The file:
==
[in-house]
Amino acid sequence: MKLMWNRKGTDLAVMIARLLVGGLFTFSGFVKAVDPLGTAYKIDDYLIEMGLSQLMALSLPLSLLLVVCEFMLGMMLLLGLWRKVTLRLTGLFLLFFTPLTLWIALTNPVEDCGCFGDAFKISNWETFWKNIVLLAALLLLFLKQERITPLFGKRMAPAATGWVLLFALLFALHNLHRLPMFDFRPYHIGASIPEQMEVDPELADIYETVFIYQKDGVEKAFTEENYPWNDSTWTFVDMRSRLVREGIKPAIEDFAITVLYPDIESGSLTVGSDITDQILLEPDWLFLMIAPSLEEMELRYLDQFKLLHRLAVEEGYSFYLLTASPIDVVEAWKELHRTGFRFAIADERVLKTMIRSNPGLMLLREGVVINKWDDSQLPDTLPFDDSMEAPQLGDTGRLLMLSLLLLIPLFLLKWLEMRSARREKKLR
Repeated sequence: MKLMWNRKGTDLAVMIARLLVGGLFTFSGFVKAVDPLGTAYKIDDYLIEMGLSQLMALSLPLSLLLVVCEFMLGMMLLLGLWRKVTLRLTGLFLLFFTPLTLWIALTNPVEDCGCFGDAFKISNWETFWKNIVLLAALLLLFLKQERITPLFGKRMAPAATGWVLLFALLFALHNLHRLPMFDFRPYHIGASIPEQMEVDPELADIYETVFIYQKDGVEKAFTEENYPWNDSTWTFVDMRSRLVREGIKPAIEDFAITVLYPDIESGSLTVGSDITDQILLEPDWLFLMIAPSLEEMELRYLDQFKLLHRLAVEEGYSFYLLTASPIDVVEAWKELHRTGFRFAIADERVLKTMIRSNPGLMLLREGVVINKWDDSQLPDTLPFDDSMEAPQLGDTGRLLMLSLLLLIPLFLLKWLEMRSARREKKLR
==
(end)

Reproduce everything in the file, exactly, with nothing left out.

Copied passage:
[in-house]
Amino acid sequence: MKLMWNRKGTDLAVMIARLLVGGLFTFSGFVKAVDPLGTAYKIDDYLIEMGLSQLMALSLPLSLLLVVCEFMLGMMLLLGLWRKVTLRLTGLFLLFFTPLTLWIALTNPVEDCGCFGDAFKISNWETFWKNIVLLAALLLLFLKQERITPLFGKRMAPAATGWVLLFALLFALHNLHRLPMFDFRPYHIGASIPEQMEVDPELADIYETVFIYQKDGVEKAFTEENYPWNDSTWTFVDMRSRLVREGIKPAIEDFAITVLYPDIESGSLTVGSDITDQILLEPDWLFLMIAPSLEEMELRYLDQFKLLHRLAVEEGYSFYLLTASPIDVVEAWKELHRTGFRFAIADERVLKTMIRSNPGLMLLREGVVINKWDDSQLPDTLPFDDSMEAPQLGDTGRLLMLSLLLLIPLFLLKWLEMRSARREKKLR
Repeated sequence: MKLMWNRKGTDLAVMIARLLVGGLFTFSGFVKAVDPLGTAYKIDDYLIEMGLSQLMALSLPLSLLLVVCEFMLGMMLLLGLWRKVTLRLTGLFLLFFTPLTLWIALTNPVEDCGCFGDAFKISNWETFWKNIVLLAALLLLFLKQERITPLFGKRMAPAATGWVLLFALLFALHNLHRLPMFDFRPYHIGASIPEQMEVDPELADIYETVFIYQKDGVEKAFTEENYPWNDSTWTFVDMRSRLVREGIKPAIEDFAITVLYPDIESGSLTVGSDITDQILLEPDWLFLMIAPSLEEMELRYLDQFKLLHRLAVEEGYSFYLLTASPIDVVEAWKELHRTGFRFAIADERVLKTMIRSNPGLMLLREGVVINKWDDSQLPDTLPFDDSMEAPQLGDTGRLLMLSLLLLIPLFLLKWLEMRSARREKKLR